The Peach Jam Tournament in North Augusta, S.C., wrapped up on Sunday, putting an end to the recruiter's wet dream that is the Nike Elite Youth Basketball League (EYBL) for the season. The Peach Jam Tournament serves up the best high school prospects the country has to offer, an extravagant platter of talent, raw skill and savory potential, all on display for hundreds of scouts, coaches, window shoppers (look, but don't touch) and high school basketball aficionados.
Twenty-Four teams stocked with an enviable portfolio of young, rising stars trekked to South Carolina to throw down the gauntlet in a five-day rumble for the right to be crowned Champion of the largest shoe empire in the world's basketball league for teens.
On Sunday, only four teams remained from the initial four-day Battle Royal: Team Penny (TN), NJ Playaz (NJ), Team SCAN (NY), and Boo Williams (VA).
From the four teams, there were 11 young men with scholarship offers or interest shown from at least one Big Ten school. Team Penny was the only organization devoid of a Big Ten target, as Josh Pastner and Memphis have a considerable advantage when it comes to luring recruits from that particular squad, although Class of 2016 guard Dillon Mitchell does have a standing scholarship offer from Ohio State football to play wide receiver.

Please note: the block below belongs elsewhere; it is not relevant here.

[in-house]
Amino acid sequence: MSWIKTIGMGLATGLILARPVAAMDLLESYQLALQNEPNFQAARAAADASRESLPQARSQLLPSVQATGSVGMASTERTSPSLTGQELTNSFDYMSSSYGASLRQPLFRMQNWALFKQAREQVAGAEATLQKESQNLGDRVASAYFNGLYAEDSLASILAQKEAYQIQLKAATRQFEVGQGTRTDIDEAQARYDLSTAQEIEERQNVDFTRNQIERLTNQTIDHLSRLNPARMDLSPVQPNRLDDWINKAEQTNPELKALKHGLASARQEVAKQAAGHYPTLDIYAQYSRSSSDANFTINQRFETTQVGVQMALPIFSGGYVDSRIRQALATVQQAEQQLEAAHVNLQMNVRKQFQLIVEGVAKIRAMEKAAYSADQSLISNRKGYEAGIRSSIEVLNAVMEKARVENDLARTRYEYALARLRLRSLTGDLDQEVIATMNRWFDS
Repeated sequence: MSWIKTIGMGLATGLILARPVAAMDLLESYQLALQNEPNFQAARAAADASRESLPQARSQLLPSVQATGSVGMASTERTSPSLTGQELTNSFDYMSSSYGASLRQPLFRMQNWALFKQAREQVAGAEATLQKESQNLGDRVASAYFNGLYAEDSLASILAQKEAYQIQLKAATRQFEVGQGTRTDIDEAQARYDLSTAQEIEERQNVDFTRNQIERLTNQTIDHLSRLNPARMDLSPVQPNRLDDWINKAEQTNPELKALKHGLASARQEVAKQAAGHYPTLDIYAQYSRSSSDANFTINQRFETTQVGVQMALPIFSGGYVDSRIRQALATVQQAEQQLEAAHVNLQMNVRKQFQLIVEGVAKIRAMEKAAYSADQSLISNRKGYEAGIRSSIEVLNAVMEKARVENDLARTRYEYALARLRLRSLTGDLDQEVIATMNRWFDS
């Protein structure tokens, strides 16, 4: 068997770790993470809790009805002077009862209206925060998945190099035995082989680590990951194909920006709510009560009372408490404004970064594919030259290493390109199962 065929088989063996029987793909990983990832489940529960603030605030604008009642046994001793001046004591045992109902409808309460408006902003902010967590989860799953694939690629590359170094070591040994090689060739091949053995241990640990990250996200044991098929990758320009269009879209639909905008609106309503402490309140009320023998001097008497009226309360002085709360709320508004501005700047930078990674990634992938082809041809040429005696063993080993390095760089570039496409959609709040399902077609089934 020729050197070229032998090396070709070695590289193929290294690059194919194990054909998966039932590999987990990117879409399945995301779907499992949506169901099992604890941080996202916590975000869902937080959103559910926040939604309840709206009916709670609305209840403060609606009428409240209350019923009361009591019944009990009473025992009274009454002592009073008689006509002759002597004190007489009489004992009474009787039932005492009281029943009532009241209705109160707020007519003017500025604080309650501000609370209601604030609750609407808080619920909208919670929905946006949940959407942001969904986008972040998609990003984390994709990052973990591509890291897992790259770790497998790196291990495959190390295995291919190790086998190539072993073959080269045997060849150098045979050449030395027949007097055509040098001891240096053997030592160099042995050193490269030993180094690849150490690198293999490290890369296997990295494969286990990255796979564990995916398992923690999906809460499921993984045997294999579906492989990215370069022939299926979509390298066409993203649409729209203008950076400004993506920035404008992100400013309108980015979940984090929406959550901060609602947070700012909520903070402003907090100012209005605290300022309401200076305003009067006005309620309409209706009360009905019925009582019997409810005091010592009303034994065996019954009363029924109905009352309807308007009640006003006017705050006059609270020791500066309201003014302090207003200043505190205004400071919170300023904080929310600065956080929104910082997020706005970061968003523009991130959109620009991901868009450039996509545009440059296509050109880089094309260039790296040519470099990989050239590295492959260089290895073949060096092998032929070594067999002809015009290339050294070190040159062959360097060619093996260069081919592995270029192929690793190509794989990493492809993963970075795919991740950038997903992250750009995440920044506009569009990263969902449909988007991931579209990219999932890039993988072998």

The first Semi-Final saw Team Penny defeat EYBL mainstay Boo Williams, 77-68. The 10:30 am game, a battle for East Coast hardwood superiority, was won by the NJ Playaz, 65-55, after holding off a late surge from a dangerous, desperate Team SCAN. The final was thrilling basketball theater for 39 and a half minutes, only to be derailed in the final moments by a dubious technical foul; the NJ Playaz defeated Team Penny, 85-83.
Below is a list of each player that has garnered interest from a Big Ten team. There were a plethora of tremendous performances this week at the Peach Jam, but I will be focusing on the games from Sunday in my assessment and reactions.
New Jersey Playaz Basketball
1. Isaiah Briscoe: PG, Class of 2015. No. 1 PG, No. 11 National.
Offers from: Indiana, Ohio State, Rutgers.
Briscoe was the best player on the best team in the tournament. The 6-4, 200 lbs. guard led his team in points each game, and nearly notched an impressive triple-double in the championship game against Team Penny, even shifting his muscular body down low amidst the Red Woods to grab three offensive rebounds.